A longstanding advocate for the viability and growth of towns and cities across the Volunteer State — known to most as the Tennessee Municipal League — recently honored one of its own.And it was …
A longstanding advocate for the viability and growth of towns and cities across the Volunteer State — known to most as the Tennessee Municipal League — recently honored one of its own.
And it was a much-deserved tribute.
We speak of Cleveland Mayor Tom Rowland, who is rapidly approaching the climax of a distinguished career of leading this community. As most know, the veteran administrator is stepping down after an historic 27-year tenure in City Hall, and is now entering his final two months at the Municipal Building helm.
In recent weeks, the otherwise positive relationship between the Cleveland mayor and this newspaper has been strained by differences of opinion regarding the current political race to determine Rowland’s successor.
But that’s all it is … a difference of opinion. Such disagreement has nothing to do with the appropriateness of TML’s recognition of the Cleveland mayor’s positive impact on local government and his dedication to the cause of progressive leadership in City Hall’s highest office.
In truth, this city visionary — who had a long and respected career in radio news at WCLE before tossing his hat into the political arena — is deserving of the TML honor.
His hands-on style of leadership has brought growth to Cleveland and prosperity to much of its citizenry. Yet, he would be the first to declare there is still work to be done, and in time we believe it will be done with the oversight of either of two mayoral candidates: state Rep. Kevin Brooks, a 12-year veteran of state government, or Duane Schriver, a 40-plus year educator who spent most of his years with Cleveland City Schools.
At its 79th Annual Conference last month in Knoxville, TML honored Rowland with a proclamation whose wording provided a sampling of the Cleveland leader’s local work, as well as his commitment to the statewide collaborative of Tennessee cities and towns.
Such evidence of Rowland’s impact on Cleveland during his tenure came with these listings in the proclamation:
• During his tenure, Cleveland’s population increased from 28,000 to 45,000.
• As a member of the Cleveland Board of Public Utilities, his stewardship in representing city government has been integral in keeping Cleveland Utilities on the right path for keeping up with the city’s tremendous growth.
• As a member of the Cleveland/Bradley Chamber of Commerce board of directors, he has provided personal and professional insight on business and commerce, and how local government and community can foster strong relations and continued success.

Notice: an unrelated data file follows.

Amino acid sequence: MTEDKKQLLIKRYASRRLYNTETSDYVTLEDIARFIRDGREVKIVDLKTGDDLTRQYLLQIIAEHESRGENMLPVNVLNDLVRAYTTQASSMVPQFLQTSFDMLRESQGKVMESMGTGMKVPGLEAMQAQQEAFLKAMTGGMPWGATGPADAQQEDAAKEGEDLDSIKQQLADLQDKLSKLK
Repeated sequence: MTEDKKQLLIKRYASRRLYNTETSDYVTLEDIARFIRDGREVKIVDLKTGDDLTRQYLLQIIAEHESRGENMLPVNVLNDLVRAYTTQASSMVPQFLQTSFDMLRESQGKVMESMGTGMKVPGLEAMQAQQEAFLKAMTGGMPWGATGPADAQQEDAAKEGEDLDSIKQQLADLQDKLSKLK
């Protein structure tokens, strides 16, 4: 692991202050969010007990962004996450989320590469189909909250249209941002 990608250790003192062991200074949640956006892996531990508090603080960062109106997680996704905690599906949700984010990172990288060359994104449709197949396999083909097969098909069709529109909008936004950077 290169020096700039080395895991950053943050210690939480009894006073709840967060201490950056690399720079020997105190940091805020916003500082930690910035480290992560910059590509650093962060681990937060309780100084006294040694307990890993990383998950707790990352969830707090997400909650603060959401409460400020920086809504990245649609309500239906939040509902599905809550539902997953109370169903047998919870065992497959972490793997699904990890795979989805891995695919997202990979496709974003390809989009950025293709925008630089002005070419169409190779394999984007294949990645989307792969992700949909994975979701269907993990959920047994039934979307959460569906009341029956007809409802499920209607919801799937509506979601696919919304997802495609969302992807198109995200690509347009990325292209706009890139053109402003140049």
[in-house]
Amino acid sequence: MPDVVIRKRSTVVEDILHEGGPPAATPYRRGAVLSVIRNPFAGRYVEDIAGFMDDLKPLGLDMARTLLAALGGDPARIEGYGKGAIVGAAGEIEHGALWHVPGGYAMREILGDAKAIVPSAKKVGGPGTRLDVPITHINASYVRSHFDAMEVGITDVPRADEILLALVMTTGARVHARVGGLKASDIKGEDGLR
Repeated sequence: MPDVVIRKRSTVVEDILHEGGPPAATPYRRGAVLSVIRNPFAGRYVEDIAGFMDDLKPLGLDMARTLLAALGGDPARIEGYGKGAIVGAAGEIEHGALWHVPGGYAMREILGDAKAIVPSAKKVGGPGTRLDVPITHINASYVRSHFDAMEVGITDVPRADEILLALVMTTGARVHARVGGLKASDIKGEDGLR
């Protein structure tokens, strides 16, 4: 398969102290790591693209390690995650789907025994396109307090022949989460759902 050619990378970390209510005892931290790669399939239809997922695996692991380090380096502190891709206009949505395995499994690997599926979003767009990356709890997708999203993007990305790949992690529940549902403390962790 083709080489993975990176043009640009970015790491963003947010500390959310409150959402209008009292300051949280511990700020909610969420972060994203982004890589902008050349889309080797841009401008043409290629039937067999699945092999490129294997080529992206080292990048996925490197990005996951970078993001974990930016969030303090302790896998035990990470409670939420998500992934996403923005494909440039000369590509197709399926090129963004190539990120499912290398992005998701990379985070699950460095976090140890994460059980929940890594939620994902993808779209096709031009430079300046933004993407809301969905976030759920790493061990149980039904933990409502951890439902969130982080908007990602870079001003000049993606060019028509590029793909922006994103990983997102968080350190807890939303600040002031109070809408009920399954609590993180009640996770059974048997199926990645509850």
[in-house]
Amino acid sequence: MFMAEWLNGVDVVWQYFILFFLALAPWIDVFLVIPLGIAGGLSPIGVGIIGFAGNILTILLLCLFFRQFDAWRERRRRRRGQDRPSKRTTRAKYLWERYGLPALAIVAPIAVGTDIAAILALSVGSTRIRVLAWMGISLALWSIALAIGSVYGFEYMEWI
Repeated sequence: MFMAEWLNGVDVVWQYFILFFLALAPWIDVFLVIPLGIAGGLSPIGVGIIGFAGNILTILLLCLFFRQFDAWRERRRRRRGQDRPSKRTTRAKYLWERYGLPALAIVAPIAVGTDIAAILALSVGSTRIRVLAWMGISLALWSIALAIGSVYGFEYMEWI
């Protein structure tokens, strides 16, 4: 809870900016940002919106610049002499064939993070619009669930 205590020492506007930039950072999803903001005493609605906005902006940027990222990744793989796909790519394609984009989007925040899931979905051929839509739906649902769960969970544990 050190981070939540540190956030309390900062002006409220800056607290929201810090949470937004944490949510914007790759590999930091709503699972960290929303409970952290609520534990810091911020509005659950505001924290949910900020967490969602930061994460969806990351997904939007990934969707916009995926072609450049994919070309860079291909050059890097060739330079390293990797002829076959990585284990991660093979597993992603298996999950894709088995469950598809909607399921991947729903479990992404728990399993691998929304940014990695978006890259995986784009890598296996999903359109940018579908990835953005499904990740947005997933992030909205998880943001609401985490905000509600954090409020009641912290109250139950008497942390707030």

• As a standing member of the Economic Development Council and the Industrial Development Board, he has given open ears, sound reason and a strong voice for future success while remembering the needs of the present.
• Even as a mayor, he has never forsaken his civic side, giving of his time, talent and energy as a board member for organizations like Cleveland/Bradley County Keep America Beautiful, Cleveland Emergency Shelter, Bradley County Emergency 911, United Way of the Ocoee Region, the Cleveland/Bradley County Greenway, the Southeast Tennessee Veterans Home Council and the Volkswagen Task Force, among many others.
• As a co-founder — and this one is a Rowland favorite — of Cleveland 100, the mayor took a leading hand in assuring the well-being of surviving family members of police officers, firefighters and emergency personnel who have died in the line of duty.
With good reason, Rowland was named TML’s “Mayor of the Year” in 2004, an honor that goes to municipal leaders who understand the need for continuing growth in a city, but doing it while dedicating countless hours and genuine initiatives to the needs of its citizens.
And yes, even before his years as a newsman and his almost three decades in city government, Rowland served in the U.S. Air Force and as a retired colonel in the Tennessee State National Guard.
How do others feel about him? Perhaps the perspective of Bradley County Mayor D. Gary Davis says it best:
“It has been my honor to have served alongside Cleveland Mayor Tom Rowland as Bradley County’s mayor during the majority of his [years in office],” Davis told our newspaper. “This unique perspective has given me an ability to witness his devotion, determination and dependability in numerous situations that were instrumental in helping Cleveland, Bradley County and our region” as a whole.
Davis closed, “Thank you Mayor Tom Rowland for all that you do for so many!”
In one way, a simple “thank you” might not sound like much. But in another, it means everything.
We join the Bradley County mayor in his salute.
Thank you, Mayor Tom Rowland. Your leadership has been exemplary. Your dedication to task has been relentless. Your love of people has been inspiring.
You’ll be missed, and you’ll always be remembered.
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